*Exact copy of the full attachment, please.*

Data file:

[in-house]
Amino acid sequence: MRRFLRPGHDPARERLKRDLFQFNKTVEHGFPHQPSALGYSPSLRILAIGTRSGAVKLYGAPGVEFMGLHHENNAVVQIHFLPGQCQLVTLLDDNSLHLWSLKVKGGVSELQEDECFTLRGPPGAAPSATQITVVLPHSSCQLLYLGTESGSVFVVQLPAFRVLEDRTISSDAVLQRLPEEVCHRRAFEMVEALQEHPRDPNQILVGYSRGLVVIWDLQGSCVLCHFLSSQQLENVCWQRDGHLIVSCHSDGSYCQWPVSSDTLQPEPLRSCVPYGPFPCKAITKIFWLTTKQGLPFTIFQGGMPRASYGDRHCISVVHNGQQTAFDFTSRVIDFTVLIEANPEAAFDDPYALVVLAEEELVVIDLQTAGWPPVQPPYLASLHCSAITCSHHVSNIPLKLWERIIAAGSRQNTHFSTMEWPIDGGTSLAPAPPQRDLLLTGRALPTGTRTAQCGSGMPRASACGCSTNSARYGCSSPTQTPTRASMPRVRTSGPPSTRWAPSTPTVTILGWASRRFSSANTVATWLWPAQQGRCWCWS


[in-house]
Amino acid sequence: MRRFLRPGHDPARERLKRDLFQFNKTVEHGFPHQPSALGYSPSLRILAIGTRSGAVKLYGAPGVEFMGLHHENNAVVQIHFLPGQCQLVTLLDDNSLHLWSLKVKGGVSELQEDECFTLRGPPGAAPSATQITVVLPHSSCQLLYLGTESGSVFVVQLPAFRVLEDRTISSDAVLQRLPEEVCHRRAFEMVEALQEHPRDPNQILVGYSRGLVVIWDLQGSCVLCHFLSSQQLENVCWQRDGHLIVSCHSDGSYCQWPVSSDTLQPEPLRSCVPYGPFPCKAITKIFWLTTKQGLPFTIFQGGMPRASYGDRHCISVVHNGQQTAFDFTSRVIDFTVLIEANPEAAFDDPYALVVLAEEELVVIDLQTAGWPPVQPPYLASLHCSAITCSHHVSNIPLKLWERIIAAGSRQNTHFSTMEWPIDGGTSLAPAPPQRDLLLTGRALPTGTRTAQCGSGMPRASACGCSTNSARYGCSSPTQTPTRASMPRVRTSGPPSTRWAPSTPTVTILGWASRRFSSANTVATWLWPAQQGRCWCWS